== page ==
Sperm retrieval in adolescent males with Klinefelter syndrome: medical and ethical issues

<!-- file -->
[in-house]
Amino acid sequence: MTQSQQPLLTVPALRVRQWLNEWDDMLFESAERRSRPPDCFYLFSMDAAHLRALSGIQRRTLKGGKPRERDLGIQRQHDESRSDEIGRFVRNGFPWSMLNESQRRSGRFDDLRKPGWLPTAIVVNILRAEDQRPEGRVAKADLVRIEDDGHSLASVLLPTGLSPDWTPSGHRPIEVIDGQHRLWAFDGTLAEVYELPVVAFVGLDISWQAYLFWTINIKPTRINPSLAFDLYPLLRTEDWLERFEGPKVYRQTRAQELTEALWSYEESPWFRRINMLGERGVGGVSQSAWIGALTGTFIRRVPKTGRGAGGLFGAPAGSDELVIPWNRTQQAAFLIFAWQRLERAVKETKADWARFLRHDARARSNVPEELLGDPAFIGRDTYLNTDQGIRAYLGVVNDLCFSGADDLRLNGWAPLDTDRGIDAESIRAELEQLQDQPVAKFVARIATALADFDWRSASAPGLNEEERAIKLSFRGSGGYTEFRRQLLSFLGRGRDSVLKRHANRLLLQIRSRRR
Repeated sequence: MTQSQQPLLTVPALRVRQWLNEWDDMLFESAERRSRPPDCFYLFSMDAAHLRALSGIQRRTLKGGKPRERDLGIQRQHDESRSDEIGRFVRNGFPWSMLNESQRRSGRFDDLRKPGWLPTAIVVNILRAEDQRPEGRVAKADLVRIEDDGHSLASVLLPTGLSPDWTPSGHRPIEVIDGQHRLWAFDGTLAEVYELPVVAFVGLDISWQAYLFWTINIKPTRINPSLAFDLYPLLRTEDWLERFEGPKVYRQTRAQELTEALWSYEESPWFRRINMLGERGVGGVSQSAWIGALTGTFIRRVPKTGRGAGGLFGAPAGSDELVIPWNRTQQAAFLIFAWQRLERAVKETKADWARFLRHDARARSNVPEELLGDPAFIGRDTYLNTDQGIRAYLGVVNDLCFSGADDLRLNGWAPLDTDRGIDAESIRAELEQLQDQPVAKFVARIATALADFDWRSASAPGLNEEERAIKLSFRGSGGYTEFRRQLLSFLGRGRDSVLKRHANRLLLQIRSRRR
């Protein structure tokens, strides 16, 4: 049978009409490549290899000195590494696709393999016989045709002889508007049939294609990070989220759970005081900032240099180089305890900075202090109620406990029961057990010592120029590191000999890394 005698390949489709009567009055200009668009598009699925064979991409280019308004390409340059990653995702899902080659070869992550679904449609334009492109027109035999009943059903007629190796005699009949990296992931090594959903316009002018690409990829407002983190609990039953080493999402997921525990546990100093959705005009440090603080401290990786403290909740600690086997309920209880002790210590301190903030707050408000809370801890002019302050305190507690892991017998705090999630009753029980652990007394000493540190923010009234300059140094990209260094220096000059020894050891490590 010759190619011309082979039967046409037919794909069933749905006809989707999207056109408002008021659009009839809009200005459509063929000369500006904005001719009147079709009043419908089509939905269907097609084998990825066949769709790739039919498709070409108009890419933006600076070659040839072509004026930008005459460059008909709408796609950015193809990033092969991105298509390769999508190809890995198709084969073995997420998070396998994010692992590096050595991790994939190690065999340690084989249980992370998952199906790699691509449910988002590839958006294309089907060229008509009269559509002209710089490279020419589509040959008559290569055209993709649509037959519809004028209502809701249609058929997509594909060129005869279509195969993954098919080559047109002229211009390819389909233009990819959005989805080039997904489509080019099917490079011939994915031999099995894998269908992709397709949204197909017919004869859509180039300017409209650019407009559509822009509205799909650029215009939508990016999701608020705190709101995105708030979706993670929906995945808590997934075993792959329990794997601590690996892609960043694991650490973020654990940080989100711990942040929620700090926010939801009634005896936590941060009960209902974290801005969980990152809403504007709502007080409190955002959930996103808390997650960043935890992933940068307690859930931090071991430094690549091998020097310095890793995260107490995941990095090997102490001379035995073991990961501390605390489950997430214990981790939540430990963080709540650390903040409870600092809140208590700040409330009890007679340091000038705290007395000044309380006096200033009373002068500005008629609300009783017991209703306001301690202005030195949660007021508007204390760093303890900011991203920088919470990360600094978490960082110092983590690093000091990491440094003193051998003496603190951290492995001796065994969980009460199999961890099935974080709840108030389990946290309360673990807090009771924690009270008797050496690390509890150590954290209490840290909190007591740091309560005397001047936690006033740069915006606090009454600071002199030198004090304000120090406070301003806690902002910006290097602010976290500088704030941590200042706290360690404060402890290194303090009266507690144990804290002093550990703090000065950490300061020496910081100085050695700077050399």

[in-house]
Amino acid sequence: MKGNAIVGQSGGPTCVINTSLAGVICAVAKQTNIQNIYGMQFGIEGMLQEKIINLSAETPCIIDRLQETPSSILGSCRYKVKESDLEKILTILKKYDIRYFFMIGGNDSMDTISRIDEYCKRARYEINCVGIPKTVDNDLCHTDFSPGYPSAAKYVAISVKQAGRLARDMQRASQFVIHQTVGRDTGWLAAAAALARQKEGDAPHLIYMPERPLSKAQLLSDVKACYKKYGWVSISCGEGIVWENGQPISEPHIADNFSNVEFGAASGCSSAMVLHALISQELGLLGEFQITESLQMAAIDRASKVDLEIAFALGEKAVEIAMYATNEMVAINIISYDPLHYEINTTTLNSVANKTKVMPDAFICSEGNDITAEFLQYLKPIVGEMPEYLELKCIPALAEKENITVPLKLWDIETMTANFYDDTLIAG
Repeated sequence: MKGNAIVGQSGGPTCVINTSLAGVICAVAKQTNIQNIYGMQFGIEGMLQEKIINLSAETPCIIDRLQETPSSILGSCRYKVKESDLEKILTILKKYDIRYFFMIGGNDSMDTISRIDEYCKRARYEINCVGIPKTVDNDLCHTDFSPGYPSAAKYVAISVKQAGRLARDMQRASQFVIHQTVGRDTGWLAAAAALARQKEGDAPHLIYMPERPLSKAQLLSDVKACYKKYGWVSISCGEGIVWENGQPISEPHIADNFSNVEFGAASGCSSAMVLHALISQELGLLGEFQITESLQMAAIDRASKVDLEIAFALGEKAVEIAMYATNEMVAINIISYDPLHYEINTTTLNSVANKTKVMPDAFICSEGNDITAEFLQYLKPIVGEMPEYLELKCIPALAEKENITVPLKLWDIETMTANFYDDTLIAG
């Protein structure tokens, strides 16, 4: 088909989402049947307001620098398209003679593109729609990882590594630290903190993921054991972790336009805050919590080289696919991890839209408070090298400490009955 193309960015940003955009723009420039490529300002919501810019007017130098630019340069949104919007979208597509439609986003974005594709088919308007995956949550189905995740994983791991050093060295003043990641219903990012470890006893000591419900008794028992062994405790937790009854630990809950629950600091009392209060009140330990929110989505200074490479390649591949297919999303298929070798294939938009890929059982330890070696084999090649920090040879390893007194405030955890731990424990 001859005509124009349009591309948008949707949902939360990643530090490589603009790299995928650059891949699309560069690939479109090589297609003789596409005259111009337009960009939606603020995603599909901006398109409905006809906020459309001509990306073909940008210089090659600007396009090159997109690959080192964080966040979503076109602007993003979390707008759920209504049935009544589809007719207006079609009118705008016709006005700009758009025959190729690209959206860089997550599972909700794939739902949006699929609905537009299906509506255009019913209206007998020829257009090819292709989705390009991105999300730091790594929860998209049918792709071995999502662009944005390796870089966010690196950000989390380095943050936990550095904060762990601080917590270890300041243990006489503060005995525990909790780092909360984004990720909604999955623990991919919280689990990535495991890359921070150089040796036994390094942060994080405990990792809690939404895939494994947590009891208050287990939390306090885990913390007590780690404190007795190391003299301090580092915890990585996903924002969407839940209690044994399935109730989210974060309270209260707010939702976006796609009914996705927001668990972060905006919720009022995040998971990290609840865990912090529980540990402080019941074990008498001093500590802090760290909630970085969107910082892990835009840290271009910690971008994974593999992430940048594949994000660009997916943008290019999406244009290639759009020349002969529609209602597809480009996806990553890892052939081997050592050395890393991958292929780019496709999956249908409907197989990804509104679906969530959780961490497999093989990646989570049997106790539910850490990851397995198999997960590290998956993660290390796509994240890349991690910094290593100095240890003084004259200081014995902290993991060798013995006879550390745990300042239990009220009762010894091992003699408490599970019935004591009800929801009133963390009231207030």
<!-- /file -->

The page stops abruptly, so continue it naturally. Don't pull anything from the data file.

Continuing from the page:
Many men with conditions linked to azoospermia were formerly considered infertile. However, over the last two decades advances in assisted reproductive technology (ART) have been devised and have permitted these men to become biological fathers. Foremost among these have been testicular sperm extraction (TESE) and a “microdissection” advance in which individual spermatic tubules are punctured and sperm extracted (microTESE). In the former multiple biopsies of the subject’s testes are taken and sperm retrieved as available (1). The micro technique originally noted by Schlegel and colleagues considers individual tubules for micropuncture using optical magnification (2,3). Sperm retrieval rates (SRR) are somewhat higher when performing the latter technique on men with non-obstructive azoospermia or men with Klinefelter syndrome (KS) or one of its variants (2,4,5).